(Important note ~ Chrysanthemums are toxic to felines, so if you have cats in your home, use caution. Ours - the flowers, not the cats - are kept on top of the refrigerator well out of reach. And on Thanksgiving, they - the cats, not the flowers - will be locked in my bedroom for the day.)

Now for my boys I'm going to keep this pretty simple. I'll just place the flowers in a vase on the table and let them draw what they see. Then we might label the parts of the flower. We'll also visit the withered remains of our garden mums and sketch what they look like, too.

I'll explain why these mums are called football mums (quite larger and showier than the garden variety) and we might learn about fight songs, which are traditional at this "homecoming" time of year. There are even varieties of mums named along these lines - homecoming, cheerleader, and quarterback (which I think looks a bit like the blossom in my banner above!). And it goes without saying we'll catch a football game or two over the weekend. ;)

With my youngest I'll read Chrysanthemum by Kevin Henke, and we'll work on this coloring page. With my older boys I will read this beautiful German legend, which would make a perfect start to a Christmas Plants unit.

That's probably as far as we'll get, but here are some other ideas for studying chrysanthemums ...

  • look up the meaning and origin of the word (Greek for "golden flower")
  • for picture study: Monet's "Chrysanthemums"
  • research the many varieties of mums
  • copy the poem above
  • write a letter requesting a garden catalog for the spring
  • sip a cup of chrysanthemum tea, a popular herbal drink
  • make these cupcakes just for fun
  • prepare a small pot of mums for your Thanksgiving hostess
  • make clever paper mum corsages for your guests 
  • stop in at the local nursery and ask for mum-growing tips

For more flower notebook ideas, stop by again sometime soon. I'll be dreaming up some December ideas before long. :) Also, for the whole Poetry Friday Roundup, stop by Big A Little A later today.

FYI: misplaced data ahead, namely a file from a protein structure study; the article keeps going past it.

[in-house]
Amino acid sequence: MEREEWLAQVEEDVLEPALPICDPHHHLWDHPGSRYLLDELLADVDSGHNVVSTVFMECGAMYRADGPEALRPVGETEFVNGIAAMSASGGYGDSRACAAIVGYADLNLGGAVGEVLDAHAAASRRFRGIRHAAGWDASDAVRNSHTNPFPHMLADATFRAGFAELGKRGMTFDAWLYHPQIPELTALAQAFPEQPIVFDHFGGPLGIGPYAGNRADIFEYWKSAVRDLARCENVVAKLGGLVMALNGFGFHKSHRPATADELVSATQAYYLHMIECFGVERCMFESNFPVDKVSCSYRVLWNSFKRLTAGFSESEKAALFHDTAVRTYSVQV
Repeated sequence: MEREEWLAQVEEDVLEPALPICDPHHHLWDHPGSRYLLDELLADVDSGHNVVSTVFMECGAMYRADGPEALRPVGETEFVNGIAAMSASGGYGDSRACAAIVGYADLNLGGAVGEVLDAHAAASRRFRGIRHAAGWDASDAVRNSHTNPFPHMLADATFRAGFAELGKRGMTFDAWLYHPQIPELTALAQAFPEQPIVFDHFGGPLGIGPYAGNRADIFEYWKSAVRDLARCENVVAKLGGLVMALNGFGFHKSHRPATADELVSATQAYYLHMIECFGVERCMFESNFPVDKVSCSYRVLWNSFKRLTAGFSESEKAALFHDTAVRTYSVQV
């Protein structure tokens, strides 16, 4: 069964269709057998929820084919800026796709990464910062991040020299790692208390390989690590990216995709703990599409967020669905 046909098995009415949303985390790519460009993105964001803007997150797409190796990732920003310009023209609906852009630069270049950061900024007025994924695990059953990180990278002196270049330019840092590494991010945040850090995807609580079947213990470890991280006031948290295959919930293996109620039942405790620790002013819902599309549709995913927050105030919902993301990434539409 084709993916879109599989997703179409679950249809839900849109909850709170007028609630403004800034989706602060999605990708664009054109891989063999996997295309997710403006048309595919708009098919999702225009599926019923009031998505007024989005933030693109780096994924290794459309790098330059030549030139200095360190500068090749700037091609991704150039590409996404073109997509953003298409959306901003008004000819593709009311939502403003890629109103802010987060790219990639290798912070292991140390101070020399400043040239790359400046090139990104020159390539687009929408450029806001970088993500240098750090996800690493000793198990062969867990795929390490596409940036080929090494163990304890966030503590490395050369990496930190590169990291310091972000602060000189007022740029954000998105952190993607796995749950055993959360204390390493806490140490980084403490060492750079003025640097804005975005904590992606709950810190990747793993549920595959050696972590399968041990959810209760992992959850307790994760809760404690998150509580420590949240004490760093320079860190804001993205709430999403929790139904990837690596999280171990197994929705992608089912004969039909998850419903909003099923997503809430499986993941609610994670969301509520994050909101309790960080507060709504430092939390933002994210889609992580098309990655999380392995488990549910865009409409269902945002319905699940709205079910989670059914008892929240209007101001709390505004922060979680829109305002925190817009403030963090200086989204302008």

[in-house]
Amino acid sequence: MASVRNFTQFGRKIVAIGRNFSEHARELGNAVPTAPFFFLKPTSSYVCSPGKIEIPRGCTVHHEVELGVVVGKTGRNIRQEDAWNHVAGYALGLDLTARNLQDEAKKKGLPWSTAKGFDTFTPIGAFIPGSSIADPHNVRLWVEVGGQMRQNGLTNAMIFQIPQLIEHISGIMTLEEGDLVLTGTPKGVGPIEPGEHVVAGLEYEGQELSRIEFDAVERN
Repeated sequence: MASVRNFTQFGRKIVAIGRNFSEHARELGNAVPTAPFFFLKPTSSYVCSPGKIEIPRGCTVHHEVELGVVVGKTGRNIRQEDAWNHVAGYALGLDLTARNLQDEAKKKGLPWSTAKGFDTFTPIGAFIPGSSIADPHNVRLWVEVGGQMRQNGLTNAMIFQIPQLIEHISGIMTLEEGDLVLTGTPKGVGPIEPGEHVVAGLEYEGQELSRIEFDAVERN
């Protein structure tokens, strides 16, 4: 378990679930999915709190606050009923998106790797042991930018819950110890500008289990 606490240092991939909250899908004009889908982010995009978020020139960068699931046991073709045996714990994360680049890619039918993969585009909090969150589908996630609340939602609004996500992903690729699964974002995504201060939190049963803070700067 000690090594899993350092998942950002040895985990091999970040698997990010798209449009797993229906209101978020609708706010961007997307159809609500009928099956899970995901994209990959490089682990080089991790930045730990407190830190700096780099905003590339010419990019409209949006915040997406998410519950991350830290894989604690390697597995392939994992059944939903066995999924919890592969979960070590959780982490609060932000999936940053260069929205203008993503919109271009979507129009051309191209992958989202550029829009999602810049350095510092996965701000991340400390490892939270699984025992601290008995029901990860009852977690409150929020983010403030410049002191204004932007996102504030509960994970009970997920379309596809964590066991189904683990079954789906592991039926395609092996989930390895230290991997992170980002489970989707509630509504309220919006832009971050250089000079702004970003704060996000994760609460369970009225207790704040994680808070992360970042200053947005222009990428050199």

And oh yes - Happy Weekend!

Tea, Crafts (and Pj's!) for Martinmas


A milky sky, a weak sun, a chilly wind ... November has us in its grip at last! Honestly, I love this time of year and I don't mind for an instant the dark early evenings ~ to me they're quite cozy and homey. Tonight we have the fireplace crackling, the oven roasting and there are pretty little lanterns in the window. It must be Martinmas! Now, the Feast of St. Martin technically falls on November 11th, but as the 11th is a Sunday this year, we'll have our Martinmas fun a few days early. :)

Since all three of my boys are struggling with a nasty cold this week, I scaled back on some of our plans. Instead of a lantern walk tonight, we placed our lights in the front window. And instead of sorting through closets and changing beds today, we'll start in on those tasks tomorrow.

Some nice things to do for Martinmas:

  • Start a family collection for charity.
  • Begin knitting something warm for someone who needs it.
  • Bag up clothing to give to the needy.
  • Change your beds from cotton to flannel.
  • Surprise your children with new winter pajamas.
  • Read aloud or re-tell the story of Saint Martin of Tours.
  • Invite friends on a lantern walk at dusk.

If I may, here are some pictures from our Martinmas teatime today ...


I baked a batch of St. Martin's horseshoe cookies, just like last year. Well, almost like last year. Lol, Bookworm tugged on my sleeves as I stood at the Kitchenaid and said, "No offense, but I didn't like those last year." Well, this year I remembered to use unsalted butter instead of salted, and I'm happy to say the cookies were downright delicious - buttery, oaty and tender. I also served the boys hot and honeyed pomegranate tea (excellent for their colds).

These packages piled at the head of the table caught the boys attention right away:


But I made them wait for Earlybird to wake from his nap before opening them.

I did however set them about a small copywork assignment: the words to "St. Martin" from We Sing and Dance.


Now it was time for the lanterns!


Last year we made our lanterns from watercolor paintings; this year I decided to try glass jars with tissue paper ...